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What Your Body Will Experience If You Consume Too Much Protein


What Your Body Will Experience If You Consume Too Much Protein

According to a study, increasing the daily recommended protein intake for bodybuilders and athletes from 1.5 to 2 grams per kilogram of body weight to 3-4 grams per kilogram (1.5-2 g/lb of body weight) will not lead to an increase in muscle building and strength. However, the same study found that increasing protein intake led to a higher loss of body fat. It was published in the Journal of the International Society of Sports Nutrition.

the suggested daily intake of protein

It is well known that bodybuilders should consume 1.5 to 2 g of protein for every kilogram of body weight to obtain the best growth of muscle mass. But what would happen to your body if you ingest "too much protein" and quadruple your protein intake? Will it lead to more fat gain? Will it be detrimental to your general health?

Studies on eating too much protein

Studies on eating too much protein

None of this will occur, according to studies done at Florida's Nova Southeastern University. In an eight-week trial, 48 young, healthy amateur bodybuilders who had been lifting weights for at least a few years and were taking the recommended consumption of 2.2 to 2.2 grams per kilogram of body weight were used to help the researchers find answers to these issues.

What are protein supplements?

Two groups were created out of them. Without making any other significant dietary adjustments, the second group was instructed to increase their protein intake while the first group continued to consume the same amount. In other words, they continued to consume the same amounts of carbs and fat. The protein source for the subjects' increased intake was up to them. While the others ate high-protein diets, some of them took supplementary protein supplements.

Both groups continued their training at the same time utilizing the same exercise regimens.

Both groups consumed more protein during the duration of this trial. The group with normal protein consumption increased their daily intake to 2.3 grams of protein per kg of body weight, as shown in the table below. The daily protein intake of the second group was increased to 3.4 grams per kilogram (1.7 grams per lb) of body weight. Additionally, because of this increase, more calories were ingested overall.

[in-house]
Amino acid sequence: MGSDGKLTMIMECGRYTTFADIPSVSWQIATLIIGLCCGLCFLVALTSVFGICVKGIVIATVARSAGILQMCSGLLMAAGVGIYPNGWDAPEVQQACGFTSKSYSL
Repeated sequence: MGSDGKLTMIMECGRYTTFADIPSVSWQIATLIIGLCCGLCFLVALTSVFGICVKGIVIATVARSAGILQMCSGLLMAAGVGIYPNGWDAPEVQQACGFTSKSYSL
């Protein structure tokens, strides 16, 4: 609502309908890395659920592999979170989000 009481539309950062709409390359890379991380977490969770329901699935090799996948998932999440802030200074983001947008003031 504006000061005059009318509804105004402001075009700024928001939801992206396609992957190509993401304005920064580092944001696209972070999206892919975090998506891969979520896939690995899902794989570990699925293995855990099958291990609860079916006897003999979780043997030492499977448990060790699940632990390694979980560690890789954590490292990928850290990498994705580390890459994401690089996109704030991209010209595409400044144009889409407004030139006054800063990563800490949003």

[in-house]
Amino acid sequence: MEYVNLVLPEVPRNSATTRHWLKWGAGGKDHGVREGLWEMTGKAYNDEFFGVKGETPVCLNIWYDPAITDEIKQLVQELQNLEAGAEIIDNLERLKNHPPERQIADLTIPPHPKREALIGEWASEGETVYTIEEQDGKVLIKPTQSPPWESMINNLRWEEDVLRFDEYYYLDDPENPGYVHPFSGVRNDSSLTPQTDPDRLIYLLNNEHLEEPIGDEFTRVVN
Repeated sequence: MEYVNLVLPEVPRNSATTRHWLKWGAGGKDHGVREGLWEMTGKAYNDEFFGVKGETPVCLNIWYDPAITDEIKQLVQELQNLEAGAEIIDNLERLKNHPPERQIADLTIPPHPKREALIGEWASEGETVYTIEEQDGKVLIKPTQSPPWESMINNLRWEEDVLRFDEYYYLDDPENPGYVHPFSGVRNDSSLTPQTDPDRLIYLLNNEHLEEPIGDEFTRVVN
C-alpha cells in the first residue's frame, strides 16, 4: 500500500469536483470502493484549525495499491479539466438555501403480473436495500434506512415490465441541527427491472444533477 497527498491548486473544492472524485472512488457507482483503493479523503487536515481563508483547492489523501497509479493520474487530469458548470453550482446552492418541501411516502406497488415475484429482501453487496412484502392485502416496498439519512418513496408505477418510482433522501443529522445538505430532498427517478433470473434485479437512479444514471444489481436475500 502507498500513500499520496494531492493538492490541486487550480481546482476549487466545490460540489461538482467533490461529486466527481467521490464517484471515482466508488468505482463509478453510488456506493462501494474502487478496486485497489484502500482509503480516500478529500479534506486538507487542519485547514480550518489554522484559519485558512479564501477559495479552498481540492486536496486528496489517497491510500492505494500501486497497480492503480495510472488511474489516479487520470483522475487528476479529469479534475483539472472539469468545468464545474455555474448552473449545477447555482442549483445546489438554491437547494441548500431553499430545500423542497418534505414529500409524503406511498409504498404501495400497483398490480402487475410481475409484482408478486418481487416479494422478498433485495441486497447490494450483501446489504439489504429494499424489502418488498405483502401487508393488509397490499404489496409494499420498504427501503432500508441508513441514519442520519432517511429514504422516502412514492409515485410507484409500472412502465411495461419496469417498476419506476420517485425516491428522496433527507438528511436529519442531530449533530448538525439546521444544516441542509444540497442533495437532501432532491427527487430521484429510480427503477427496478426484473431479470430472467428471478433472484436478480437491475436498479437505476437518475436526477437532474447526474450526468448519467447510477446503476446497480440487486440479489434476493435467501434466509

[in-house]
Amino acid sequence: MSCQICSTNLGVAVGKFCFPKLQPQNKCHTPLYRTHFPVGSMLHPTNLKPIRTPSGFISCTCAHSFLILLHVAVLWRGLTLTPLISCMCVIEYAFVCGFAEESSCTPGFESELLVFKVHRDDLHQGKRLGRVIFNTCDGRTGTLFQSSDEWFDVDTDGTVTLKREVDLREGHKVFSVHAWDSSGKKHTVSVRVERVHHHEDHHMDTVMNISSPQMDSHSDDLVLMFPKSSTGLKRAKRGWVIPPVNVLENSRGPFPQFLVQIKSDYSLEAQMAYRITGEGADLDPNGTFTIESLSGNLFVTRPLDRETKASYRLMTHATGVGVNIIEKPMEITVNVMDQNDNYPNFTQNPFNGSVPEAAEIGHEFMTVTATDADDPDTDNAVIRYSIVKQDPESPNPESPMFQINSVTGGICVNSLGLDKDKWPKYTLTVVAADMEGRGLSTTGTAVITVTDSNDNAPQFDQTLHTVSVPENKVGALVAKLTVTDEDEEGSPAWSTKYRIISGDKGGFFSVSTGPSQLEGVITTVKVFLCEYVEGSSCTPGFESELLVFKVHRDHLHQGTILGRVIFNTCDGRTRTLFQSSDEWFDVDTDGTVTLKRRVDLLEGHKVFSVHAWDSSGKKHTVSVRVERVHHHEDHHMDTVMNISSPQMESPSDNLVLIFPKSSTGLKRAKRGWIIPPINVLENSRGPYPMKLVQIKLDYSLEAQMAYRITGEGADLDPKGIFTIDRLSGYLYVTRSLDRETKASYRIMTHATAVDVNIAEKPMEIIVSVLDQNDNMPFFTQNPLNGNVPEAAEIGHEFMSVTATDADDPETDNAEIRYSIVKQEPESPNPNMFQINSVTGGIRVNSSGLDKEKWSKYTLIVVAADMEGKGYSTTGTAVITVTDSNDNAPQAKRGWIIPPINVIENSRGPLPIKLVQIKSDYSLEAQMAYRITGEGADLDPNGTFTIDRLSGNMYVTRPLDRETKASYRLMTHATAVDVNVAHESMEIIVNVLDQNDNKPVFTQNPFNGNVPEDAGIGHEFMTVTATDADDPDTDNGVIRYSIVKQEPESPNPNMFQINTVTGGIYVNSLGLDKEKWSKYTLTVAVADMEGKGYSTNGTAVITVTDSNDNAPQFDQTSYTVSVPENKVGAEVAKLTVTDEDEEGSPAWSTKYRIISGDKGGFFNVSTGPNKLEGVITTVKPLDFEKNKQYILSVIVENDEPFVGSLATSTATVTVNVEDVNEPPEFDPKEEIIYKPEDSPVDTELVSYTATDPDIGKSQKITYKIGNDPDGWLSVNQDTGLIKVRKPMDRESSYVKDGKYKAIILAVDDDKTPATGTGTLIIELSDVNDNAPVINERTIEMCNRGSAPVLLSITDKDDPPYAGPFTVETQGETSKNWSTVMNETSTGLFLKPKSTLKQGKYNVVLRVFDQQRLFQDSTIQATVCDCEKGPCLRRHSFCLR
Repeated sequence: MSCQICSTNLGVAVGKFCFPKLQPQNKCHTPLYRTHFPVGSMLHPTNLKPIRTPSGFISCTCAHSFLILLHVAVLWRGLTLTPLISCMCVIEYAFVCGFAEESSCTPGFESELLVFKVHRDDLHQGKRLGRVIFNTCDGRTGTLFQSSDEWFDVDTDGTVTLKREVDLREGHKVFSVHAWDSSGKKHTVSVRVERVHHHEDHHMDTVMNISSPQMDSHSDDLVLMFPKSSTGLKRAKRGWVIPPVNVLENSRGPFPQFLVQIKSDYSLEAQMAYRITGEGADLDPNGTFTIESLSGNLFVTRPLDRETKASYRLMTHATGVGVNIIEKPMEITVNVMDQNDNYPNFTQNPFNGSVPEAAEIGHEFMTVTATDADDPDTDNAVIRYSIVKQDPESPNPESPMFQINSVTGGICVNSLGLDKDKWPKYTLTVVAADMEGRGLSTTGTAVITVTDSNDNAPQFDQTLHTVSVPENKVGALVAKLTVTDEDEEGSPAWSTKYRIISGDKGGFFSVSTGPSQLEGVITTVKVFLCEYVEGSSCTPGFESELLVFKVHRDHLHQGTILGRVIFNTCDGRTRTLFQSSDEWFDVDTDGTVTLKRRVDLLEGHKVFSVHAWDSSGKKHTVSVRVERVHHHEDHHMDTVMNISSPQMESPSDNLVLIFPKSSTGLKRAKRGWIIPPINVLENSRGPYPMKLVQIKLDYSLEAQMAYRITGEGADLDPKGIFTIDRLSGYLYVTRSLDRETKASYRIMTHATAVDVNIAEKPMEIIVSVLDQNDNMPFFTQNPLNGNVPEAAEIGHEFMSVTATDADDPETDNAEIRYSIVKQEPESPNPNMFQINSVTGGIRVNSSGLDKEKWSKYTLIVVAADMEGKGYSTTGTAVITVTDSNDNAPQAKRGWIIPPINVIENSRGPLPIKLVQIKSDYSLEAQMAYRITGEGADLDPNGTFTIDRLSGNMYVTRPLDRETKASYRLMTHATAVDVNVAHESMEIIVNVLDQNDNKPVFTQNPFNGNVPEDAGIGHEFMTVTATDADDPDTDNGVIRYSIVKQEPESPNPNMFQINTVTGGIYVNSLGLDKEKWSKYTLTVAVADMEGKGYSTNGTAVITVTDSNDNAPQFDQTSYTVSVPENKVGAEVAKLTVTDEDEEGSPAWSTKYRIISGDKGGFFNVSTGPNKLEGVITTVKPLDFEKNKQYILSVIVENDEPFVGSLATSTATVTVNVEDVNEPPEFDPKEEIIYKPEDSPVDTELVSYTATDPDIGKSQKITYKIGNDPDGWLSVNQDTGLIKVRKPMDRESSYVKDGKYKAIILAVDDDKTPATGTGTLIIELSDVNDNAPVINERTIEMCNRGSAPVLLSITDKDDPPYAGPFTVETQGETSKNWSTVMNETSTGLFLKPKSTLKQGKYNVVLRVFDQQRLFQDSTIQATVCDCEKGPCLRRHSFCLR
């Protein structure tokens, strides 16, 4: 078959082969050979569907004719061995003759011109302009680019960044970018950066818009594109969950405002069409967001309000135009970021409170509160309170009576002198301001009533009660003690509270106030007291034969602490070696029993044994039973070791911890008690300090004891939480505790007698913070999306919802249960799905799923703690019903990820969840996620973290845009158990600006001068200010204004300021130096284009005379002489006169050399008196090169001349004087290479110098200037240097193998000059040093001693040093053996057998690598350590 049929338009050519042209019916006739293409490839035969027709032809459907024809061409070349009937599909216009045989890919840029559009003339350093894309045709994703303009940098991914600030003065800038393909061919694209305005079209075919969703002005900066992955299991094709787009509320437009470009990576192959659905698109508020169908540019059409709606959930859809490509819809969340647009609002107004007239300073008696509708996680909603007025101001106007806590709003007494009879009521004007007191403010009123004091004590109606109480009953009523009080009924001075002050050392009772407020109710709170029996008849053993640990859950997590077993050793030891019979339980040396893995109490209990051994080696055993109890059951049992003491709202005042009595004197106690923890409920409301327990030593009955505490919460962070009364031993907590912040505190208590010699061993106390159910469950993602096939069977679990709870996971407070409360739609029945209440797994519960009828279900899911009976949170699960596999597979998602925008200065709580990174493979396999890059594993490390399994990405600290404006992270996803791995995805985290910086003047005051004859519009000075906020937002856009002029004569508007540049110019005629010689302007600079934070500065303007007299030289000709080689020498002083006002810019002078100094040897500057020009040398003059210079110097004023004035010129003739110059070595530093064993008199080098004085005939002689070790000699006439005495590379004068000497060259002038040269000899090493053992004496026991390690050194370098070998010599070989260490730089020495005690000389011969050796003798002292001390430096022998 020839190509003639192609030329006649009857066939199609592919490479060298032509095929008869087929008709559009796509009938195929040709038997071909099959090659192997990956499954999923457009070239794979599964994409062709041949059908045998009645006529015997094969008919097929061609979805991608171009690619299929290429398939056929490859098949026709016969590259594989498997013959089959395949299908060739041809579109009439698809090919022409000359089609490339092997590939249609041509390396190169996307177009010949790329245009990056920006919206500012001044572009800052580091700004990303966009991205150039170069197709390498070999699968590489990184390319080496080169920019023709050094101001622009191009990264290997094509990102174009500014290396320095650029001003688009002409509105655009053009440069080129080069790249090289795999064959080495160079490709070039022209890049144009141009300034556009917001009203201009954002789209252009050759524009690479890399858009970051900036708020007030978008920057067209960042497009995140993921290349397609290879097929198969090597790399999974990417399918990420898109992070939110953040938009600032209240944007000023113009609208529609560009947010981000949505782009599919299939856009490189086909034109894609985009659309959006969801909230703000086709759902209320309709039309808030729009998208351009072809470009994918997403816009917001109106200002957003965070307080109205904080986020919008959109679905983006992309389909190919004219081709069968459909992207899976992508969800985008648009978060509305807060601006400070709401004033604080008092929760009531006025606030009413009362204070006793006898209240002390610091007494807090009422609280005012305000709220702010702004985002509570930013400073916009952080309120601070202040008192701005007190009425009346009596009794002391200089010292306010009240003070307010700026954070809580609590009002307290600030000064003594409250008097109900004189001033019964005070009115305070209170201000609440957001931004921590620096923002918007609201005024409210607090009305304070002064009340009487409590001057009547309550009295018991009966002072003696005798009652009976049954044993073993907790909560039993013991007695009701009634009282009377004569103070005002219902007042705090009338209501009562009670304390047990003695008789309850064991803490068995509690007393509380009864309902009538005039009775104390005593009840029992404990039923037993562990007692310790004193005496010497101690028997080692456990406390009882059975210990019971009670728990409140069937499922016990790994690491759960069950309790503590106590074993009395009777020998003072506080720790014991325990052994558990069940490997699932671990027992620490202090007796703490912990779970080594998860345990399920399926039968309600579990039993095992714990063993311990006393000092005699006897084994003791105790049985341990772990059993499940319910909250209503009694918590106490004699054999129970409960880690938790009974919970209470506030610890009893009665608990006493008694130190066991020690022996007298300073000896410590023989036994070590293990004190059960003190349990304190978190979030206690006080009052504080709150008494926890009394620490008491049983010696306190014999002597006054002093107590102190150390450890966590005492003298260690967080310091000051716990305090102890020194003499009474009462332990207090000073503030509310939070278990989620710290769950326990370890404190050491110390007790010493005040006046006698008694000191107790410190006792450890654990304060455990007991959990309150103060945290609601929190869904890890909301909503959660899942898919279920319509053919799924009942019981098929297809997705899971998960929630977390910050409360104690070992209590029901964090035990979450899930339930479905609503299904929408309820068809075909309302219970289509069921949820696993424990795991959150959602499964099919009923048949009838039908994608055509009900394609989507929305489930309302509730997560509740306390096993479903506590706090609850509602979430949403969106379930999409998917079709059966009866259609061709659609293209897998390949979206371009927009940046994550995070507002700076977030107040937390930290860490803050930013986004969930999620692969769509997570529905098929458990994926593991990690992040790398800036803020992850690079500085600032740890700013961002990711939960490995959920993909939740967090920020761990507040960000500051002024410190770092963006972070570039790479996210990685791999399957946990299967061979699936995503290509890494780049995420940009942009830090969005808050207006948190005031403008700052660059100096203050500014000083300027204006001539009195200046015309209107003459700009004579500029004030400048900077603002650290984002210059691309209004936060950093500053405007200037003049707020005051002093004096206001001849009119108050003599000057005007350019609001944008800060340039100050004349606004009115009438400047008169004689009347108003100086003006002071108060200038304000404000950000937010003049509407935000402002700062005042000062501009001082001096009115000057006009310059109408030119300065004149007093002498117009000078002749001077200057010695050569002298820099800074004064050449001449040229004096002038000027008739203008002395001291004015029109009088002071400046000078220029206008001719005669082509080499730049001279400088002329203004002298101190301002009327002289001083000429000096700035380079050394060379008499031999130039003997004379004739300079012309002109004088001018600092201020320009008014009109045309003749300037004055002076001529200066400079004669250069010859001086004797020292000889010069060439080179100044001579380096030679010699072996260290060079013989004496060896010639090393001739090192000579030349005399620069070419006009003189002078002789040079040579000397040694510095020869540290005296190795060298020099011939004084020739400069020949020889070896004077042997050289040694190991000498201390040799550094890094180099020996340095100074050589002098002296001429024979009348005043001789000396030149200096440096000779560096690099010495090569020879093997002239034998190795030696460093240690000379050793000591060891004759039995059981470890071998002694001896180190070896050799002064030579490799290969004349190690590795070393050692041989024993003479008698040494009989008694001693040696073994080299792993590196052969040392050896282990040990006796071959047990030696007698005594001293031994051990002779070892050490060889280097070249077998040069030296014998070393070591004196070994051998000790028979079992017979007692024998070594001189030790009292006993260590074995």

Findings from the study

Interestingly, the study's findings show that consuming more protein had no impact on muscle growth. In other words, neither the regular protein group nor the high protein group experienced an increase in lean muscle mass.

However, the patients who consumed more protein saw a decrease in their body fat percentage. This is unexpected considering that they consumed 400 more calories than the other group due to their higher protein intake. This impact is most likely brought on by an increase in the energy used when sleeping.

Strength improvements were seen in both groups. Despite somewhat greater strength gains in the group that received 2.3 g of protein per kg of body weight, these changes were so negligible as to be of no statistical significance.

Medical evaluations of both groups were performed to see if the increased protein intake had any detrimental effects on their health. The outcomes demonstrated that the body was not harmed by the higher intake.


According to this study, consuming "too much protein" or simply increasing your protein intake won't make you fatter. Quite the opposite. Additionally, it was shown that the daily requirement of 1.5–2.0 grams of protein per kilogram (0.75–1.0 g per lb) of body weight is adequate for building muscle and strength and does not need to be increased.